Marek's Disease Pt 2

Part 2: Learning and Doing

Mid-March UC Davis did an in-depth necropsy on a sick hen I took in, and sent me the positive results for Marek’s Disease. I felt heartbroken and in a haze. At the time I really had no idea what this meant. All I knew about Marek’s was that if one has it, they all have it.

 After giving myself time to process, I started researching. I started calling all my friends with chickens, reading articles online, and checking out books from the library. I really don’t know if this was a good thing or bad thing. I flooded myself with information and I really couldn’t keep it all straight. The only thought in my mind was – all my chickens are going to die, and there is nothing I can do to save them.

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 Marek’s Disease is one of the most common illnesses in backyard flocks and is not treatable. It’s mainly passed through dander from a carrier of the virus, (this can include other chickens as well as wild birds) and it can also live in the dirt. A lot of people have told me “If there is air in your coop, there is Marek’s.” Even though I know this was meant to tell me it was ok, I wanted to know how to get it out. Unfortunately, “getting it out” is not possible.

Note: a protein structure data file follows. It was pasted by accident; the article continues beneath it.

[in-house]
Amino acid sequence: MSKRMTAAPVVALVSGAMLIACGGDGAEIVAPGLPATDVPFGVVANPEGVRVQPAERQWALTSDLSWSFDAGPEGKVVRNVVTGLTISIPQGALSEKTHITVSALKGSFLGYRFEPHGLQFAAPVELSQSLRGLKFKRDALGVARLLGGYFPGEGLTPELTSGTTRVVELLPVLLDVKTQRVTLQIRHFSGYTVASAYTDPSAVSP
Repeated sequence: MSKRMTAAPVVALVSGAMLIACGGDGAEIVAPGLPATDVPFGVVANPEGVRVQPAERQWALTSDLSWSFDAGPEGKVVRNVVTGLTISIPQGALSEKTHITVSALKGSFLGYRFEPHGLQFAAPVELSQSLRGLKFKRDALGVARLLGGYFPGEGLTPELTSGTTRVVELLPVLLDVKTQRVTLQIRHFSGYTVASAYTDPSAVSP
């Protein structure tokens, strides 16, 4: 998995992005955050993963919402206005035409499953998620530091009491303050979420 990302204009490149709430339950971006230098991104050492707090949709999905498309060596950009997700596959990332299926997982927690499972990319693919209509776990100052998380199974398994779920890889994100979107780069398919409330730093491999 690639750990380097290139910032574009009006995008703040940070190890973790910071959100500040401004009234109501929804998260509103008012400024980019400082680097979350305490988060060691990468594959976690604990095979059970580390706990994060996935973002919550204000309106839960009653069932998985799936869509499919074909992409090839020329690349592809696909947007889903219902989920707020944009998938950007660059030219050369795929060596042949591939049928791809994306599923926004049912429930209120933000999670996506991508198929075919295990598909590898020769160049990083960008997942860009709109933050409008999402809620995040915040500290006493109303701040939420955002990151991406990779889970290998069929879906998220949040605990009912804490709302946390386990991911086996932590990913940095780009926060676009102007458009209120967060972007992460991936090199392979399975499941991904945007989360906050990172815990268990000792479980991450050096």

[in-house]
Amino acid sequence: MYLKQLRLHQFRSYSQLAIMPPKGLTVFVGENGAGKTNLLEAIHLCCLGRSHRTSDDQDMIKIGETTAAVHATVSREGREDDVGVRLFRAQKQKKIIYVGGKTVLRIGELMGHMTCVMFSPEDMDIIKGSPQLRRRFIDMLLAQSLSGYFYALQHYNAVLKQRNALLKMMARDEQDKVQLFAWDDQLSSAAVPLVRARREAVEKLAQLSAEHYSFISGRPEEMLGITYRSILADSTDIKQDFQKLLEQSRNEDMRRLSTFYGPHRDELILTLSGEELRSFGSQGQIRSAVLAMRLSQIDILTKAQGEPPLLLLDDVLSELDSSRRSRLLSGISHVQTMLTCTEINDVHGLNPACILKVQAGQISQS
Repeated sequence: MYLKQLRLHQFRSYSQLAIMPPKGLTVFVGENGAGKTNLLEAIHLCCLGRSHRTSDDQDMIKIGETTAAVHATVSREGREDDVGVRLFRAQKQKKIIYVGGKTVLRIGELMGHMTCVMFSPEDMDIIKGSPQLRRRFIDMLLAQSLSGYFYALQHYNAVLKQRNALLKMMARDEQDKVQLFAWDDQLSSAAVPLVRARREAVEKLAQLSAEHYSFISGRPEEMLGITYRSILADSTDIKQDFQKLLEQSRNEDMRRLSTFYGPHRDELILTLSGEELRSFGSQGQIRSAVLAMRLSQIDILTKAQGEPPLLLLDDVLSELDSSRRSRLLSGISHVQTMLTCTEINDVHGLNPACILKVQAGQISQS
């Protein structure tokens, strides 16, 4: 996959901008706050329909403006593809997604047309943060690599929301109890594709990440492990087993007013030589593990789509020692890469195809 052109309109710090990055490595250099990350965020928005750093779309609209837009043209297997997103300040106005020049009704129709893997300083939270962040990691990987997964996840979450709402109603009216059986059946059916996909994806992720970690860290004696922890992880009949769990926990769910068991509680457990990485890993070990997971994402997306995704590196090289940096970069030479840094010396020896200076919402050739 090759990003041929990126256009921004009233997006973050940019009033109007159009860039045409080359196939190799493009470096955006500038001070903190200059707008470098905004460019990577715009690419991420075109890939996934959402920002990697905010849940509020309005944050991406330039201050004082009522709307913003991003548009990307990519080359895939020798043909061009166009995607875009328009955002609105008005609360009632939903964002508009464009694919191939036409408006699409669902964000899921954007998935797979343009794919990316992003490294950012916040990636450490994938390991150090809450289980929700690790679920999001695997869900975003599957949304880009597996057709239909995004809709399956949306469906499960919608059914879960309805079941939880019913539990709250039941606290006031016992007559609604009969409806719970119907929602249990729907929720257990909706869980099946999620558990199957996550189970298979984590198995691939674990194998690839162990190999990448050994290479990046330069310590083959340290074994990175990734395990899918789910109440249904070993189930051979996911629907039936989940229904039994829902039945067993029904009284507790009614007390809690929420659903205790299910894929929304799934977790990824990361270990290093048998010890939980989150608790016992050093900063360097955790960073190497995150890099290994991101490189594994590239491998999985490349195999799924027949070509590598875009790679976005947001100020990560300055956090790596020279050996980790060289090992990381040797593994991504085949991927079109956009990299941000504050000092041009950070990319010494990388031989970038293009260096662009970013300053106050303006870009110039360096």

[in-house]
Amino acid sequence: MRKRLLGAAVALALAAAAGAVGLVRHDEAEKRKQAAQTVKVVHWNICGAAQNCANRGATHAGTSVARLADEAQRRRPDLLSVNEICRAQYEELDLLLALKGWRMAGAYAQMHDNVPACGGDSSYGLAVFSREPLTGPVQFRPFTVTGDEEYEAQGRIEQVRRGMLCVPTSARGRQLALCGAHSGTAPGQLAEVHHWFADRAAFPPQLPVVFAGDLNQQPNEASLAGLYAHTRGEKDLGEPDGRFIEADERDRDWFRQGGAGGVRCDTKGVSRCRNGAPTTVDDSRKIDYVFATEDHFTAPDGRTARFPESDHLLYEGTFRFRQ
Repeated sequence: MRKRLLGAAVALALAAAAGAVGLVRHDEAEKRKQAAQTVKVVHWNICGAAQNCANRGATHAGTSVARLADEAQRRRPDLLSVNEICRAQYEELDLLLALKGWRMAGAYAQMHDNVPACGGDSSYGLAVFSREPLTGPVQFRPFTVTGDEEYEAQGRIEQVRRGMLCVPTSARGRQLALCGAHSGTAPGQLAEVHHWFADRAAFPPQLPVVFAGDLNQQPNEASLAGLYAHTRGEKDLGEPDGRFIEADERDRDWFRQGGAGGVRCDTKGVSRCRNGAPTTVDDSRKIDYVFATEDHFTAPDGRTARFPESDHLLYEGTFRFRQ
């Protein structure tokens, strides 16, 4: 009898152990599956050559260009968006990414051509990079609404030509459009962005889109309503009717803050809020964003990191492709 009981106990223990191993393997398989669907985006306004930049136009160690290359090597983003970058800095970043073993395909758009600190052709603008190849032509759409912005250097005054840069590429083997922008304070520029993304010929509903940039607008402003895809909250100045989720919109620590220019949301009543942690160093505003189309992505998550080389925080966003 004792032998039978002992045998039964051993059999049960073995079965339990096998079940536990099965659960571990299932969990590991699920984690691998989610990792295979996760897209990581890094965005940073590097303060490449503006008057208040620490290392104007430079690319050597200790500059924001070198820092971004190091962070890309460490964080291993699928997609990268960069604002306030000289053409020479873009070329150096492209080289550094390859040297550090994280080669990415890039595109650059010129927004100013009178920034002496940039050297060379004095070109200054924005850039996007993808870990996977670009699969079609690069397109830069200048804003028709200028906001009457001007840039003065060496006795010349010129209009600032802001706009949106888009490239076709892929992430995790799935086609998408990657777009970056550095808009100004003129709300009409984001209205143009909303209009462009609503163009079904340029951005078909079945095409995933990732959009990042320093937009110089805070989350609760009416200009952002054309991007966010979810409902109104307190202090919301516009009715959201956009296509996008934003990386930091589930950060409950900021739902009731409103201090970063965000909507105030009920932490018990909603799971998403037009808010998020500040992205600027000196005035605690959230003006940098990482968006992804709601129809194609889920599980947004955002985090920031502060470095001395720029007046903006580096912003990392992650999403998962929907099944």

Marek’s is not necessarily a death sentence. A chicken can live a long happy life while carrying Marek’s, but you have to keep it’s immune system strong in all other areas. I believe my old hens have a stronger immune system, but my younger ones just don’t have the strength to fight it.

 Marek’s is a form of herpes virus, and once the chicken has it, it will be infected for life. It’s typically found from ages 6-30 weeks old, which may be why I’m noticing it in my younger birds, and haven’t seen any signs in my hens that over a year old. Even with no symptoms, it is appropriate for me to believe they are all carriers of the virus.

 I was told my young hens were vaccinated for Marek’s, I do not have proof of this one way or the other. IF they were vaccinated, they’re supposed to be somewhat protected from Marek’s but can still be carriers and pass it to other birds.